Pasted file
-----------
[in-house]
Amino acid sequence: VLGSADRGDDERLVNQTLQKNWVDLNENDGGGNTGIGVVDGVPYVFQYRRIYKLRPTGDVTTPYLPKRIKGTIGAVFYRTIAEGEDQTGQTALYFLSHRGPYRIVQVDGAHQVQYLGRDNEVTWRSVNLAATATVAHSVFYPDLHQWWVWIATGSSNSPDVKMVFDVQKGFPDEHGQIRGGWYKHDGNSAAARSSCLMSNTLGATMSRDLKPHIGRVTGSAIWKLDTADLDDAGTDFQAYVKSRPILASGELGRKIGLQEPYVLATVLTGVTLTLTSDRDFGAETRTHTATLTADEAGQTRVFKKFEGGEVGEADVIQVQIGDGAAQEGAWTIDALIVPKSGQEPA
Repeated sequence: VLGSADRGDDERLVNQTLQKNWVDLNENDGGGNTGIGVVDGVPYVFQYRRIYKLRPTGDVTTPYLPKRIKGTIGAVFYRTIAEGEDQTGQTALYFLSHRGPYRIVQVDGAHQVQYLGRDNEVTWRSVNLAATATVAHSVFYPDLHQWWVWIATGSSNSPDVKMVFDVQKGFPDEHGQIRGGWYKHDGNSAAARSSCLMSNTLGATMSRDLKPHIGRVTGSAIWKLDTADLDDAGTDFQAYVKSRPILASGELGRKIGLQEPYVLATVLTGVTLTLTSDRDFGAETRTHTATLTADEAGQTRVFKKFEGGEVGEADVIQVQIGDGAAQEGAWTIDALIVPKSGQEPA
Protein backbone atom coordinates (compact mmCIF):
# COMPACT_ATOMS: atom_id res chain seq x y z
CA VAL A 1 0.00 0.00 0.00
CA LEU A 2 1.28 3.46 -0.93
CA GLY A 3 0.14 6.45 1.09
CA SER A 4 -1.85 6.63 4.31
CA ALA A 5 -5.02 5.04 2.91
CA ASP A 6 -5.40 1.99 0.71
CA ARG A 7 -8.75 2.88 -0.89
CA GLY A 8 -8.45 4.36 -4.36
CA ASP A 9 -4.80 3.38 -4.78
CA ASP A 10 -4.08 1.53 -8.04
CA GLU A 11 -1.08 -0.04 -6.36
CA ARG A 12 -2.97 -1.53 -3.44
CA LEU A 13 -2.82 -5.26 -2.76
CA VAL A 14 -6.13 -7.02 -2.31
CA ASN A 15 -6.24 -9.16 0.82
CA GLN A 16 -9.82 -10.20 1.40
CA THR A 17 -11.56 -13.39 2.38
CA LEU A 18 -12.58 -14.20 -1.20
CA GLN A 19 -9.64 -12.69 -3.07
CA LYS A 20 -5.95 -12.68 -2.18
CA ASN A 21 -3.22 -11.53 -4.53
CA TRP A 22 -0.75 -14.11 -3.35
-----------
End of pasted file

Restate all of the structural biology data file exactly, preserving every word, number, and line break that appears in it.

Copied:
[in-house]
Amino acid sequence: VLGSADRGDDERLVNQTLQKNWVDLNENDGGGNTGIGVVDGVPYVFQYRRIYKLRPTGDVTTPYLPKRIKGTIGAVFYRTIAEGEDQTGQTALYFLSHRGPYRIVQVDGAHQVQYLGRDNEVTWRSVNLAATATVAHSVFYPDLHQWWVWIATGSSNSPDVKMVFDVQKGFPDEHGQIRGGWYKHDGNSAAARSSCLMSNTLGATMSRDLKPHIGRVTGSAIWKLDTADLDDAGTDFQAYVKSRPILASGELGRKIGLQEPYVLATVLTGVTLTLTSDRDFGAETRTHTATLTADEAGQTRVFKKFEGGEVGEADVIQVQIGDGAAQEGAWTIDALIVPKSGQEPA
Repeated sequence: VLGSADRGDDERLVNQTLQKNWVDLNENDGGGNTGIGVVDGVPYVFQYRRIYKLRPTGDVTTPYLPKRIKGTIGAVFYRTIAEGEDQTGQTALYFLSHRGPYRIVQVDGAHQVQYLGRDNEVTWRSVNLAATATVAHSVFYPDLHQWWVWIATGSSNSPDVKMVFDVQKGFPDEHGQIRGGWYKHDGNSAAARSSCLMSNTLGATMSRDLKPHIGRVTGSAIWKLDTADLDDAGTDFQAYVKSRPILASGELGRKIGLQEPYVLATVLTGVTLTLTSDRDFGAETRTHTATLTADEAGQTRVFKKFEGGEVGEADVIQVQIGDGAAQEGAWTIDALIVPKSGQEPA
Protein backbone atom coordinates (compact mmCIF):
# COMPACT_ATOMS: atom_id res chain seq x y z
CA VAL A 1 0.00 0.00 0.00
CA LEU A 2 1.28 3.46 -0.93
CA GLY A 3 0.14 6.45 1.09
CA SER A 4 -1.85 6.63 4.31
CA ALA A 5 -5.02 5.04 2.91
CA ASP A 6 -5.40 1.99 0.71
CA ARG A 7 -8.75 2.88 -0.89
CA GLY A 8 -8.45 4.36 -4.36
CA ASP A 9 -4.80 3.38 -4.78
CA ASP A 10 -4.08 1.53 -8.04
CA GLU A 11 -1.08 -0.04 -6.36
CA ARG A 12 -2.97 -1.53 -3.44
CA LEU A 13 -2.82 -5.26 -2.76
CA VAL A 14 -6.13 -7.02 -2.31
CA ASN A 15 -6.24 -9.16 0.82
CA GLN A 16 -9.82 -10.20 1.40
CA THR A 17 -11.56 -13.39 2.38
CA LEU A 18 -12.58 -14.20 -1.20
CA GLN A 19 -9.64 -12.69 -3.07
CA LYS A 20 -5.95 -12.68 -2.18
CA ASN A 21 -3.22 -11.53 -4.53
CA TRP A 22 -0.75 -14.11 -3.35